The Web3 Internet era is only dawning, but it is already quite clear that a significant transformation awaits us. According to Gediminas Laucius, Lewben’s Legal and Tax Services Partner, the coming changes will be of the utmost importance for Lithuania: ‘By making an appropriate and timely response, we could create favourable business conditions both for domestic companies and international investors, and make Lithuania more competitive and attractive in their eyes.’
On December 7, Vilnius will host the Web3 conference with an expert discussion open to the public.
The conference entitled, WEB3: Impact the Future, will take place on December 7, and participants will discuss the ways in which Lithuania can make full use of its potential in new markets. The event is organized by the Crypto Economy Organisation Association, law firm TGS Baltic, an integrated professional services group Lewben, the innovation company SUPER HOW? and the blockchain ecosystem company Binance. They have extended an open invitation to public authorities, technological innovation, law, finance, digital business, other sectors and all enthusiasts of Web3 to take part in the conference.
‘Lithuania can and must take advantage of the opportunities offered by Web3, however, this requires clear legal regulation. For example, by regulating those areas that stay under-regulated elsewhere in the world, we would draw international attention. One area, in particular, covers the activities of decentralised autonomous organisations (DAOs)’, says Gediminas Laucius, Lewben’s Legal and Tax Services Partner.
The conference will host a discussion on New European and National Regulation of Cryptocurrency-related Activities—the Challenges and Opportunities. ‘First and foremost, we want to refute the myth that there is a high risk of money laundering related to blockchain. Second, it is important to introduce safeguards within Lithuanian legislation so that we do not become a country with high systemic risk, while at the same time striking the right balance with regulation, so as not to become uncompetitive,’ says Laucius.
Areas await a national initiative
According to Laucius, as long as international principles and guidelines are not harmonised, Lithuania has an opportunity to enshrine in its national legislation, rules governing issues related to blockchain technology and Web3.
For example, the Lithuanian Civil Code could be supplemented with provisions defining the legal status of smart contracts, providing for the terms of their validity, establishing their relationship with traditional contractual documents and obliging smart contracts to be programmed in such a way that they can be modified by agreement of the parties or a court decision if necessary.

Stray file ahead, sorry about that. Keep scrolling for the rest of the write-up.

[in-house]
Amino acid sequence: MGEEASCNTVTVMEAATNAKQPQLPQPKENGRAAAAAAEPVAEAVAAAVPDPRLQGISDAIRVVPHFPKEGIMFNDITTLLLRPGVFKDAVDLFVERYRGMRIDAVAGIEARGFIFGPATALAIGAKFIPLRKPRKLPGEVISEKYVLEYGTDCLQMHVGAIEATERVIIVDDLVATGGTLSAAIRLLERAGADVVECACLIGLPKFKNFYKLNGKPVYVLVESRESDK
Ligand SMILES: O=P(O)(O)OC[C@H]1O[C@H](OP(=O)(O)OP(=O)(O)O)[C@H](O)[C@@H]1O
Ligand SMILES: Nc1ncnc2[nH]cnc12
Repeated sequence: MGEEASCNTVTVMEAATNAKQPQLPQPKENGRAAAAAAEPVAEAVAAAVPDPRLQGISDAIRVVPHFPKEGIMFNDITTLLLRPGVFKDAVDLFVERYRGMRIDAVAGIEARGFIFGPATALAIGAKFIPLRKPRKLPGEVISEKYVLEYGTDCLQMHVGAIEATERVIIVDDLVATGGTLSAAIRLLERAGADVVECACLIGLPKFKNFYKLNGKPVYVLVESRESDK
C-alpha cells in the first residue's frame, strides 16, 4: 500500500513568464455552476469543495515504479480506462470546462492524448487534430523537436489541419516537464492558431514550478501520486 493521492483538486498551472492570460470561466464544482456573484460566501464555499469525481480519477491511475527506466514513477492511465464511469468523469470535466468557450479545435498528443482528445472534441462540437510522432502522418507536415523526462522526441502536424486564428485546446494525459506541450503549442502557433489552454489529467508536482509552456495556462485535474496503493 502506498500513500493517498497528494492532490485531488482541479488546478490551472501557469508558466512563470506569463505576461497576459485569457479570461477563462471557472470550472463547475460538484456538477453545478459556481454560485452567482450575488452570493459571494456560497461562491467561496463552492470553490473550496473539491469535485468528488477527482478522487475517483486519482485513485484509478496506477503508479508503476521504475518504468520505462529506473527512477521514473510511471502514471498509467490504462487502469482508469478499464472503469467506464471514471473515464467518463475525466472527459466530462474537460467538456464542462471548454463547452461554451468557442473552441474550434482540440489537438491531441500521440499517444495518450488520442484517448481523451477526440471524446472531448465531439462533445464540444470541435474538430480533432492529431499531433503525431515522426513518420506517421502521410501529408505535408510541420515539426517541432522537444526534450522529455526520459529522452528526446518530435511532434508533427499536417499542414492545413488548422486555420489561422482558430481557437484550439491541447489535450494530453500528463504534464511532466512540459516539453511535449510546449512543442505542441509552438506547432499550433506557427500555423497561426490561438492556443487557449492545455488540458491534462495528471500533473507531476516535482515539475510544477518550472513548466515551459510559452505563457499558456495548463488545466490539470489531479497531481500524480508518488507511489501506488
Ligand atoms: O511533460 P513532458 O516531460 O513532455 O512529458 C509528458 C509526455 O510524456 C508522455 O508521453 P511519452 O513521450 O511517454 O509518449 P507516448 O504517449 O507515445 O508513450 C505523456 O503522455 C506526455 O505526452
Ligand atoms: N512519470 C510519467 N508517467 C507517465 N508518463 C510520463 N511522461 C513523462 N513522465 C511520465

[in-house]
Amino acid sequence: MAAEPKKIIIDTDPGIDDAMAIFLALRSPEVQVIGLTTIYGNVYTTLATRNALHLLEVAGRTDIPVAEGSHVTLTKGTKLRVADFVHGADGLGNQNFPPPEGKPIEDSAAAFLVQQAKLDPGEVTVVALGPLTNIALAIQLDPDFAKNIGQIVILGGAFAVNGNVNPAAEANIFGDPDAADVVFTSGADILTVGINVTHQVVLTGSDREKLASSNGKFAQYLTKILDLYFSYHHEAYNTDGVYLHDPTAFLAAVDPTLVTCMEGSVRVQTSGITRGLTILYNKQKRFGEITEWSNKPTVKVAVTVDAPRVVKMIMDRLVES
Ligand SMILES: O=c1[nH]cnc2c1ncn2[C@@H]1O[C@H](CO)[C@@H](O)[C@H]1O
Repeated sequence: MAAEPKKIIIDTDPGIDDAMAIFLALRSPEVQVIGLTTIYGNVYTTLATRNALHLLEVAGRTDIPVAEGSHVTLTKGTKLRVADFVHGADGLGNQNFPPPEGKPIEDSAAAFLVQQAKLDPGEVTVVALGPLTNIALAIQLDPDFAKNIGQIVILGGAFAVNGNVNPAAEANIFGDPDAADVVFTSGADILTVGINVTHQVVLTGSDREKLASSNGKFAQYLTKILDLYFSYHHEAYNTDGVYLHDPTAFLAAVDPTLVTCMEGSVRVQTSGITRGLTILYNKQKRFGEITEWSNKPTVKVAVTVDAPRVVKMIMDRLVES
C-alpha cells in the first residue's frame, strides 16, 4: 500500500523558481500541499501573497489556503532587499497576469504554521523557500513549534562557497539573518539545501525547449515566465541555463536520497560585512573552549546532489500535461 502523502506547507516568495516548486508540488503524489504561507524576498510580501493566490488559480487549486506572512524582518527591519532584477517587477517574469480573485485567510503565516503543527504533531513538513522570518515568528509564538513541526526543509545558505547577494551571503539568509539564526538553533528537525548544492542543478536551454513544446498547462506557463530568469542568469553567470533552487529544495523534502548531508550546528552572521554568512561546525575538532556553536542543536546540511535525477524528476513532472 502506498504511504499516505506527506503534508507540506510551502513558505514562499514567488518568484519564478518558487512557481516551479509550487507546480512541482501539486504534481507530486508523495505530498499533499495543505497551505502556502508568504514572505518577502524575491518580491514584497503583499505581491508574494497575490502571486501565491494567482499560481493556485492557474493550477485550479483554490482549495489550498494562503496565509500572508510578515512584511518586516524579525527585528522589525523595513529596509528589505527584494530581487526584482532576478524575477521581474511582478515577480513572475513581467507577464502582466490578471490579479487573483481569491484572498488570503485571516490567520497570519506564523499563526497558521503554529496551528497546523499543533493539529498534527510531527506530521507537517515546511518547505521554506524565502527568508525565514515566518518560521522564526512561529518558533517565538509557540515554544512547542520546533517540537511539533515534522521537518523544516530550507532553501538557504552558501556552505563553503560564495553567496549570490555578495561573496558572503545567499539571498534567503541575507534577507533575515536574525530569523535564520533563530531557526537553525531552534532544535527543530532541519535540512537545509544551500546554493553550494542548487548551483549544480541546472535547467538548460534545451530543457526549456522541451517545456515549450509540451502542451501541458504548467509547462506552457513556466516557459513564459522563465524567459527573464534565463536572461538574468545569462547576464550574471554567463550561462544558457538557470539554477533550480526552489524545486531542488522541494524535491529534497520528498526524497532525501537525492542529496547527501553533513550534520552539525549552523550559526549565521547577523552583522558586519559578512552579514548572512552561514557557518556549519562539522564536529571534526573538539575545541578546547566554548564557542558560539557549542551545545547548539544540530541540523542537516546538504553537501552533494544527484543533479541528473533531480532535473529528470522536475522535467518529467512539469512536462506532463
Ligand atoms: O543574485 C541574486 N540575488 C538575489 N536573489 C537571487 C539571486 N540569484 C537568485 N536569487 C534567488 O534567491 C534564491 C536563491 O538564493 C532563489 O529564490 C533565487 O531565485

‘DAOs operate in the digital space without having a legal status, which results in a number of legal issues. Without legal status, they cannot be held accountable and, moreover, do not fall under the jurisdiction of any particular state, removing a state’s technical capability to suspend a DAO’s activities,’ says Lewben’s Legal and Tax Services Partner.
The code of these organizations does not change and their members remain anonymous, risking that a DAO may operate even when acting against the law and public interest.
‘If we adopted the legislation governing DAO’s activities, Lithuania’s popularity would grow dramatically, and allow us to attract investment and advanced technologies,’ says Laucius. ‘Specific regulation would provide greater clarity in other sectors based on blockchain technology, such as decentralised finance.’
Lewben Art Foundation’s NFT exposition awaits attendees of the conference
One of the organisers of the conference, Lewben, will present the Lewben Art Foundation’s NFT exposition How Soon is Tomorrow: Collecting NFTs, which is part of the original exhibition presented several years ago at the international contemporary art fair ArtVilnius.
‘We will present to the guests and participants of the conference the works from our NFT collection, with contributions from famous Estonian artists Tommy Cash and Katja Novitskova, and the work by Robertas Narkus, who represented Lithuania at the Venice Biennale this year. We already acquired some physical works by Robertas Narkus and Katja Novitskova a few years ago, and their experiments in the digital art market were very intriguing. It is these works that we will present in the exposition,’ says Ugnė Bužinskaitė, Director of the Lewben Art Foundation.
Participants of the event will also be greeted by the Snow Man—a spectacular interactive sculpture by Tomas Daukša. This piece will be exhibited together with Daukša’s interactive snowmen that appeared on the crypto art scene just this year and are presented by the foundation’s partners The Rooster Gallery. The sculpture and the digital artwork derived from it, represent one of the rare cases in Lithuania, when viewers can see both a real work of art and an NFT creation based on it.